Sleep Disorders and Atrial Fibrillation: What We Know

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March hosts both National Sleep Awareness Week and National Sleep Day. Therefore, it is appropriate to explore the connection between sleep and heart health.  In our article, “Can Sleep Disorders Lead to Hypertension?”, we examined the relationship between sleep disorders and hypertension and how important it is to discuss sleep with your patients and conduct sleep screenings. We know that a lack of proper sleep, especially caused by sleep disorders like sleep apnea, is linked to poor heart health.

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As seen in figure 1 above , a lack of quality sleep can be harmful to the heart in various ways, and as cardiovascular disease is the leading cause of death in the United States, clinicians are constantly treating patients for heart conditions and unraveling risk factors that can lead to heart disease. With atrial fibrillation (AF) being the most common arrhythmia diagnosed in clinical practice, it is important that we thoroughly analyze the factors that can lead to its occurrence. One relevant factor that we have found to be associated is atrial fibrillation.   

The Relationship Between Sleep and Atrial Fibrillation

Sleep itself is a vital component of life, and although sleep apnea has been linked to heart conditions like AF, a lack of adequate sleep, independent from sleep disorders, can also lead to issues. A study that analyzed participants from various heart studies found that sleep quality itself, independent of sleep apnea, was a determinant of AF, with less REM sleep and sleep disturbances being highlighted risks.1 However, with millions of people suffering from sleep disorders, diagnosing and treating such disorders can also be the gateway to improving sleep and decreasing the chance for AF. Sleep apnea, in particular, has been revealed to be a major risk factor for AF.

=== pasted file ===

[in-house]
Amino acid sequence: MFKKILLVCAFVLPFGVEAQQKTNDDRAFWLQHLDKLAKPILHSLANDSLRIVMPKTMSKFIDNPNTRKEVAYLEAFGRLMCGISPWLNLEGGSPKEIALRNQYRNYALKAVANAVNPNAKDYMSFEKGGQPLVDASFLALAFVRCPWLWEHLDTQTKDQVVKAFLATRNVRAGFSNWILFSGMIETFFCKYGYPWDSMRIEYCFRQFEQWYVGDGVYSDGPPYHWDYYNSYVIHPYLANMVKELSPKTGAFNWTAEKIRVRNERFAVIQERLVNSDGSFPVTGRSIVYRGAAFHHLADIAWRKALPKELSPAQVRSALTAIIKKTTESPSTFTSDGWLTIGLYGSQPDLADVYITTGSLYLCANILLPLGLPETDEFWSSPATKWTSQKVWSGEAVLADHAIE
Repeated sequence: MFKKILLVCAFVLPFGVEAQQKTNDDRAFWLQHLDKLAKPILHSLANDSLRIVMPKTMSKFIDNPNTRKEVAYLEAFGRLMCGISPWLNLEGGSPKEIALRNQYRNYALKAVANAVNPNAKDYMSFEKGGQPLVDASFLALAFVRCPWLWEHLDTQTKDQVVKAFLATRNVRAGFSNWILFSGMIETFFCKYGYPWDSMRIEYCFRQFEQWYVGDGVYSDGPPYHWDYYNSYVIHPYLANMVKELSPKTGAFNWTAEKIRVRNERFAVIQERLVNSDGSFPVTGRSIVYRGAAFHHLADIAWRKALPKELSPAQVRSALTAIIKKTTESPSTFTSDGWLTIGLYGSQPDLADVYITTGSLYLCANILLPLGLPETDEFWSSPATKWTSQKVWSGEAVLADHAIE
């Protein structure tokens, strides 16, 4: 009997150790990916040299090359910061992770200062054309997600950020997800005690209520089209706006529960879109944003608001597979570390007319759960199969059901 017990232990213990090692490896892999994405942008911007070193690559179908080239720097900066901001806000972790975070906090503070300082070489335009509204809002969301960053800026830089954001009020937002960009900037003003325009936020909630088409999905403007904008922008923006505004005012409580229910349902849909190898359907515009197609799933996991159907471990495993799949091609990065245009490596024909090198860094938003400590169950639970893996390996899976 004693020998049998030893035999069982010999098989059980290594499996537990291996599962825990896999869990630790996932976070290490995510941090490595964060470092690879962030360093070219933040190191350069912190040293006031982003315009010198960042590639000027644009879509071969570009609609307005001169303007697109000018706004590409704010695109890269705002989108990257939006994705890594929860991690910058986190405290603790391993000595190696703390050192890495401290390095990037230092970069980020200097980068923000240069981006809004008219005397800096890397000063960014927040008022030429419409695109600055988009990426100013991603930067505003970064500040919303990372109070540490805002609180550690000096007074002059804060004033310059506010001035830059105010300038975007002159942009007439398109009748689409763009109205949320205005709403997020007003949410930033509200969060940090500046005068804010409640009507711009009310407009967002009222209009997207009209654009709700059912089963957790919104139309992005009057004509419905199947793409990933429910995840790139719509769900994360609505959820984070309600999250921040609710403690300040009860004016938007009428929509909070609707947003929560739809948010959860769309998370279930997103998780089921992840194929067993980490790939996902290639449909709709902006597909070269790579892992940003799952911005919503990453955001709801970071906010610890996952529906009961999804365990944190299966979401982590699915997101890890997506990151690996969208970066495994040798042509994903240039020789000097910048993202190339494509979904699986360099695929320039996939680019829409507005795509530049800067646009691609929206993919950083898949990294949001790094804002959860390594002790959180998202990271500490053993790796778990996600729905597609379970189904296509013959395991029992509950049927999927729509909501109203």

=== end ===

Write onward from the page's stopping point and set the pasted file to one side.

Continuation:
Sleep Apnea and Atrial Fibrillation

Experimental data and epidemiologic studies show both central and obstructive sleep apnea are associated with atrial fibrillation.2 Studies, such as the Sleep Heart Study and the Outcomes of Sleep Disorders in Older Men Study, have found a two to fivefold increased chance of AF for those with a moderate to severe degree of sleep-disordered breathing.2 Furthermore, in examining the etiology behind sleep apnea and AF, experiments with animals have been conducted. In one experiment, obstructive sleep apnea was mimicked in rats using a mechanical ventilator. It was found that the rats with chronically repeated episodes of obstructive sleep apnea exhibited characteristics such as AF-promoting cardiac remodeling, atrial conduction slowing, and increased atrial fibrous tissue content.3 Similar characteristics have been found in human subjects with obstructive sleep apnea as well, with studies showing AF-promoting cardiac remodeling characterized by changes like atrial enlargement and a reduction in cardiac voltage.4, 5